Libyan pound

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Libyan half pound, with the portrait of King Idris of Libya Lybian half pound.jpg
Libyan half pound, with the portrait of King Idris of Libya

The Libyan pound (Arabic جنيه, junieh; sign: £L) was the currency of Libya between 1951 and 1971. It was divided into 100 piastres (قرش, qirsh) and 1000 milliemes (مليم).



When Libya was a part of the Ottoman Empire, the country used the Ottoman qirsh, issuing some coins locally until 1844. When Italy took over the country in 1911, the Italian lira was introduced. In 1943, Libya was split into French and British mandate territories. Algerian francs were used in the French mandate, whilst Tripolitanian lira issued by the British military authorities were used in the British mandate.

In 1951, the pound was introduced, replacing the franc and lira at rates of £L1 = 480 lire = 980 francs and was equal in value to the pound sterling. [1] While sterling was devalued in 1967, the Libyan pound did not follow suit (resulting in £L1 being worth £1 3s 4d stg). The pound was replaced, at par, by the dinar in 1971 following the Libyan Revolution of 1969.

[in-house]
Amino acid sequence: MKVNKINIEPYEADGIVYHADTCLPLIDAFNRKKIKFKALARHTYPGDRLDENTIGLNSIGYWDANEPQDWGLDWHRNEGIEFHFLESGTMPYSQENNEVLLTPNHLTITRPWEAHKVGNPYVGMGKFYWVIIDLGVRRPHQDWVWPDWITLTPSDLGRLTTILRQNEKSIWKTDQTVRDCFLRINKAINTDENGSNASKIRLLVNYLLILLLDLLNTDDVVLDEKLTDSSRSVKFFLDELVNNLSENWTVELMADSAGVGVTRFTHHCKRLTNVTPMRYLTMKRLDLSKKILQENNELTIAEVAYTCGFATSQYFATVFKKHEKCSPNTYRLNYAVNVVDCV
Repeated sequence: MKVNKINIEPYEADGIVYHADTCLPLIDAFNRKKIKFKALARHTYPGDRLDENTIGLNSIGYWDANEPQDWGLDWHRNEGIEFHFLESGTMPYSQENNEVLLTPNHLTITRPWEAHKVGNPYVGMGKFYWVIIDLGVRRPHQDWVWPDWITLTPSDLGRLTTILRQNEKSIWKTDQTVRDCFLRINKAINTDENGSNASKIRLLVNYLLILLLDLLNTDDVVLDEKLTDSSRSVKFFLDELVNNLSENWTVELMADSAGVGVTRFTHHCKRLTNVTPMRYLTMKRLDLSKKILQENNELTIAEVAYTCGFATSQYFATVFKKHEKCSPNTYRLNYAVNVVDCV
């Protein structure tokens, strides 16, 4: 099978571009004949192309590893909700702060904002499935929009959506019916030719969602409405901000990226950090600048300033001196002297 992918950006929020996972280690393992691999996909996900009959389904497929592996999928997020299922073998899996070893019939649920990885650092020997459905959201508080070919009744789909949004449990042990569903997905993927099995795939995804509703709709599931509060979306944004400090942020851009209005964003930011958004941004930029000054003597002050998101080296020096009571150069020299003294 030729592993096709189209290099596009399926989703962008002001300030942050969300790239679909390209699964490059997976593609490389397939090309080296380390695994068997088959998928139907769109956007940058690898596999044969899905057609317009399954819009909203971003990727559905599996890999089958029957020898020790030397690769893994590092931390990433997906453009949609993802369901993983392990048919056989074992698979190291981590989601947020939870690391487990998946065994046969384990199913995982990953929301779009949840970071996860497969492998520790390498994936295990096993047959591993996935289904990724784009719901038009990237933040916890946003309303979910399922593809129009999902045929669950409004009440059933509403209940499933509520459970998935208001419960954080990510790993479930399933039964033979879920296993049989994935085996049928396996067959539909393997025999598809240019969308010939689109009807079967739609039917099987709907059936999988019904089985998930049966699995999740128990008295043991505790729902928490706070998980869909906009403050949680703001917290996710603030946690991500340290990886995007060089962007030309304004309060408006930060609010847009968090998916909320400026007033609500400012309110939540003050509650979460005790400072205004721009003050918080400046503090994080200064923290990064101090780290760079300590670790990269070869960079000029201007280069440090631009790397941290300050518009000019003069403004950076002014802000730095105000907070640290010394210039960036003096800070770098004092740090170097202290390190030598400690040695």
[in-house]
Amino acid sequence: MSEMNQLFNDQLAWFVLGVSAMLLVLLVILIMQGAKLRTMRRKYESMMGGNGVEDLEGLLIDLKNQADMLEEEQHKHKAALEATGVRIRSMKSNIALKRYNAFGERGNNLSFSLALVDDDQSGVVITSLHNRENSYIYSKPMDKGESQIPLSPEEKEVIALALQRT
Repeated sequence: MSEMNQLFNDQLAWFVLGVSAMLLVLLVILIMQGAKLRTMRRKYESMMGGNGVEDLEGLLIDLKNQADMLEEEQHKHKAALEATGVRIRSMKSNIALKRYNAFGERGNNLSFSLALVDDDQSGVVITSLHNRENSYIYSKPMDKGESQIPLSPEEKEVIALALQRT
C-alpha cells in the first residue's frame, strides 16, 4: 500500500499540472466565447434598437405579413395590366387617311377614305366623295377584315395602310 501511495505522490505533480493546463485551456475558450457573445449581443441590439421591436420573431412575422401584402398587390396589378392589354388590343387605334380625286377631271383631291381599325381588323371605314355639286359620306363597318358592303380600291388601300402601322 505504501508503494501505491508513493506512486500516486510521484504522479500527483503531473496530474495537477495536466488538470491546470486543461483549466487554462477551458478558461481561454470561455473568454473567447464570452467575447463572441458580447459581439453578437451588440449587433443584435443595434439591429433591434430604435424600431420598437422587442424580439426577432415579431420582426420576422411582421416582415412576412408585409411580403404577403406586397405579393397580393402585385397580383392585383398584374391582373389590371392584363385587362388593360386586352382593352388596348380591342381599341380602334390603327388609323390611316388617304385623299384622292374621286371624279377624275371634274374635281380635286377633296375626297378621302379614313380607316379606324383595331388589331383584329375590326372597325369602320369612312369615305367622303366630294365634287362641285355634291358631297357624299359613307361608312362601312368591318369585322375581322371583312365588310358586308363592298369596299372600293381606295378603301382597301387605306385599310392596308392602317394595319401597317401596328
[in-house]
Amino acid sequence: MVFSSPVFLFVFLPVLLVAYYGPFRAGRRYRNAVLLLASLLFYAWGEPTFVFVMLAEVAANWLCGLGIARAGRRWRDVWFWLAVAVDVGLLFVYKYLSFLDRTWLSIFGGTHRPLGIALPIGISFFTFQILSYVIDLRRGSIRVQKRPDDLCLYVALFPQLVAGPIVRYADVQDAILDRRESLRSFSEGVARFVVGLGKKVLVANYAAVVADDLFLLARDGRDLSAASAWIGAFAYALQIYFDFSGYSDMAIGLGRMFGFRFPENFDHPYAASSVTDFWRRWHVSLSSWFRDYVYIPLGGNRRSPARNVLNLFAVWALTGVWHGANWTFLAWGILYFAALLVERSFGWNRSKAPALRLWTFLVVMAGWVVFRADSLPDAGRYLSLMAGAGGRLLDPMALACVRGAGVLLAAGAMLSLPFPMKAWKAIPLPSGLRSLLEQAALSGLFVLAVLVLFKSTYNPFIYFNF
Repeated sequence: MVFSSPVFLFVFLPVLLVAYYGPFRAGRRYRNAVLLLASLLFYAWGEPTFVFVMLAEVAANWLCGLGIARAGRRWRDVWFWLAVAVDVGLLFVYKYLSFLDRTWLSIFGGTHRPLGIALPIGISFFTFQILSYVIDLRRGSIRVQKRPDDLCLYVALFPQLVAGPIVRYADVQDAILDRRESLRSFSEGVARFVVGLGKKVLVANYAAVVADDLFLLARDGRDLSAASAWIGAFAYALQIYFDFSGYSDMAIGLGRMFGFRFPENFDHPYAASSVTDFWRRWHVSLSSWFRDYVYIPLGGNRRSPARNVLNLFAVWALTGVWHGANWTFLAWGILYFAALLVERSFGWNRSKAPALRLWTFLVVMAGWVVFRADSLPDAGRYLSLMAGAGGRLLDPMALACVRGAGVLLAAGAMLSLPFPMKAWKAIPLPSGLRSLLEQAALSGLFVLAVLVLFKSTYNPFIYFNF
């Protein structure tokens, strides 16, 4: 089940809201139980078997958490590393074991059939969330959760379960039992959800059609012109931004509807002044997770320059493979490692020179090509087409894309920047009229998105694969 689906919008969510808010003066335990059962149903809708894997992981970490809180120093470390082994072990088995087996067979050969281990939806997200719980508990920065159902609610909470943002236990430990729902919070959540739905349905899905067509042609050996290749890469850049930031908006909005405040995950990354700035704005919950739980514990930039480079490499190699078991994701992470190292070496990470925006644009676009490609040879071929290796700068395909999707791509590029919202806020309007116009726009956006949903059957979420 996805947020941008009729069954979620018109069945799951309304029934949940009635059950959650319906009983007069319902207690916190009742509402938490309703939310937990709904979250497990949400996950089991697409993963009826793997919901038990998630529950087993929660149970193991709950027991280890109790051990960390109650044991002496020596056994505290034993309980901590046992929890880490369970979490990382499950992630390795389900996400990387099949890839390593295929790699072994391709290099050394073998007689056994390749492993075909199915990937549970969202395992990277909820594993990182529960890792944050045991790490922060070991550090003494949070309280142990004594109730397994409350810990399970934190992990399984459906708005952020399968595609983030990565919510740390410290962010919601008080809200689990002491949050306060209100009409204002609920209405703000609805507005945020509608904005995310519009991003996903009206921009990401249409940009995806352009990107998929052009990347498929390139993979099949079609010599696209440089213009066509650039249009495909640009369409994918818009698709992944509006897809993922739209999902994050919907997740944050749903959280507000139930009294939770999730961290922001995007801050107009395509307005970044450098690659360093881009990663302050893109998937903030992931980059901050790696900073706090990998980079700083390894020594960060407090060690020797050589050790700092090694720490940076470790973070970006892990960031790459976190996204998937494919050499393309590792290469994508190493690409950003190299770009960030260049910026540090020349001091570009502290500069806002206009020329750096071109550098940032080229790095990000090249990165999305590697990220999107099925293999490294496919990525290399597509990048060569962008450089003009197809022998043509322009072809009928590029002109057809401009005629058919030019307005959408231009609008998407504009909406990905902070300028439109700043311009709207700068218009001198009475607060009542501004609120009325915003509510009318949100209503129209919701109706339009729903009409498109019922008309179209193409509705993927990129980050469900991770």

Coins were issued in 1952 in denominations of 1, 2, and 5 milliemes, and 1 and 2 piastres. In 1965, a second series of coins was issued in denominations of 1, 5, 10, 20, 50, and 100 milliemes. These coins continued to circulate after 1971 as no new coins were issued until 1975.


In 1951, the government issued notes in denominations of 5 and 10 piastres, £L14, £L12, £L1, £L5, and £L10. In 1959, the National Bank of Libya took over the issuance of paper money with denominations of £L12, £L1, £L5, and £L10. In 1963, the Bank of Libya took over from the National Bank and issued notes in the same denominations.

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  1. Schuler, Kurt. "Libya". Tables of Modern Monetary Systems. Archived from the original on 2007-06-09.